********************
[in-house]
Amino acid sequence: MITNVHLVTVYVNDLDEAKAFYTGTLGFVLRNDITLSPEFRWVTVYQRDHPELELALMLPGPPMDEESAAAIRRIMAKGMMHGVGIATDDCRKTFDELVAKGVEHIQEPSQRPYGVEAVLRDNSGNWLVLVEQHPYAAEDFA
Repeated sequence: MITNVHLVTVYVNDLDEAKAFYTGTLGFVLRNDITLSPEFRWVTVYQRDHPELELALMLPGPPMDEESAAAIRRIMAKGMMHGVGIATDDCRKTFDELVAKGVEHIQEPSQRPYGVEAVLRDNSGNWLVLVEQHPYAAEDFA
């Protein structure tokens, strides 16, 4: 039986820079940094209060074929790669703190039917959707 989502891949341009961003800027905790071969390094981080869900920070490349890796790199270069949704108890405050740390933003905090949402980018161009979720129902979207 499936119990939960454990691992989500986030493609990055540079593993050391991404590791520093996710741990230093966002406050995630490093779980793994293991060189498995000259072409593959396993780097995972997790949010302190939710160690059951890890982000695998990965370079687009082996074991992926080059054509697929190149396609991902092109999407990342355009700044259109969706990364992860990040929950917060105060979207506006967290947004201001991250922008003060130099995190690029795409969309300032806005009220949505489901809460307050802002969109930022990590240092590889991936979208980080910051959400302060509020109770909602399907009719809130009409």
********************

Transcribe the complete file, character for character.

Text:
[in-house]
Amino acid sequence: MITNVHLVTVYVNDLDEAKAFYTGTLGFVLRNDITLSPEFRWVTVYQRDHPELELALMLPGPPMDEESAAAIRRIMAKGMMHGVGIATDDCRKTFDELVAKGVEHIQEPSQRPYGVEAVLRDNSGNWLVLVEQHPYAAEDFA
Repeated sequence: MITNVHLVTVYVNDLDEAKAFYTGTLGFVLRNDITLSPEFRWVTVYQRDHPELELALMLPGPPMDEESAAAIRRIMAKGMMHGVGIATDDCRKTFDELVAKGVEHIQEPSQRPYGVEAVLRDNSGNWLVLVEQHPYAAEDFA
């Protein structure tokens, strides 16, 4: 039986820079940094209060074929790669703190039917959707 989502891949341009961003800027905790071969390094981080869900920070490349890796790199270069949704108890405050740390933003905090949402980018161009979720129902979207 499936119990939960454990691992989500986030493609990055540079593993050391991404590791520093996710741990230093966002406050995630490093779980793994293991060189498995000259072409593959396993780097995972997790949010302190939710160690059951890890982000695998990965370079687009082996074991992926080059054509697929190149396609991902092109999407990342355009700044259109969706990364992860990040929950917060105060979207506006967290947004201001991250922008003060130099995190690029795409969309300032806005009220949505489901809460307050802002969109930022990590240092590889991936979208980080910051959400302060509020109770909602399907009719809130009409």